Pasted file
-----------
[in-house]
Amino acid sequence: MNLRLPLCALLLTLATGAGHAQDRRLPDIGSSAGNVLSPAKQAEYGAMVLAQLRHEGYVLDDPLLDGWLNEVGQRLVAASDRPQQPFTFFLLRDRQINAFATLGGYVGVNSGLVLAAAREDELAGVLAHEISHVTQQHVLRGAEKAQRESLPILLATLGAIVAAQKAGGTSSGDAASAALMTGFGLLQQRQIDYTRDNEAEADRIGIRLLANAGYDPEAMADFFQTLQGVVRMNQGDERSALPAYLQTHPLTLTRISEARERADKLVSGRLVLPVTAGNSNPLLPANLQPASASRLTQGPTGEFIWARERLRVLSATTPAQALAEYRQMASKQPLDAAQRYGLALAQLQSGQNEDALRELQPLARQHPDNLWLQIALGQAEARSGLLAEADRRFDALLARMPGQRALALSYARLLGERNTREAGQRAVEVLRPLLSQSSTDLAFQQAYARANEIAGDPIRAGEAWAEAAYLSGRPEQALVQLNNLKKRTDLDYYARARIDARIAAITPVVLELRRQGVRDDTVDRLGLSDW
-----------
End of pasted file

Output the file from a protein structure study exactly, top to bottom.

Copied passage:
[in-house]
Amino acid sequence: MNLRLPLCALLLTLATGAGHAQDRRLPDIGSSAGNVLSPAKQAEYGAMVLAQLRHEGYVLDDPLLDGWLNEVGQRLVAASDRPQQPFTFFLLRDRQINAFATLGGYVGVNSGLVLAAAREDELAGVLAHEISHVTQQHVLRGAEKAQRESLPILLATLGAIVAAQKAGGTSSGDAASAALMTGFGLLQQRQIDYTRDNEAEADRIGIRLLANAGYDPEAMADFFQTLQGVVRMNQGDERSALPAYLQTHPLTLTRISEARERADKLVSGRLVLPVTAGNSNPLLPANLQPASASRLTQGPTGEFIWARERLRVLSATTPAQALAEYRQMASKQPLDAAQRYGLALAQLQSGQNEDALRELQPLARQHPDNLWLQIALGQAEARSGLLAEADRRFDALLARMPGQRALALSYARLLGERNTREAGQRAVEVLRPLLSQSSTDLAFQQAYARANEIAGDPIRAGEAWAEAAYLSGRPEQALVQLNNLKKRTDLDYYARARIDARIAAITPVVLELRRQGVRDDTVDRLGLSDW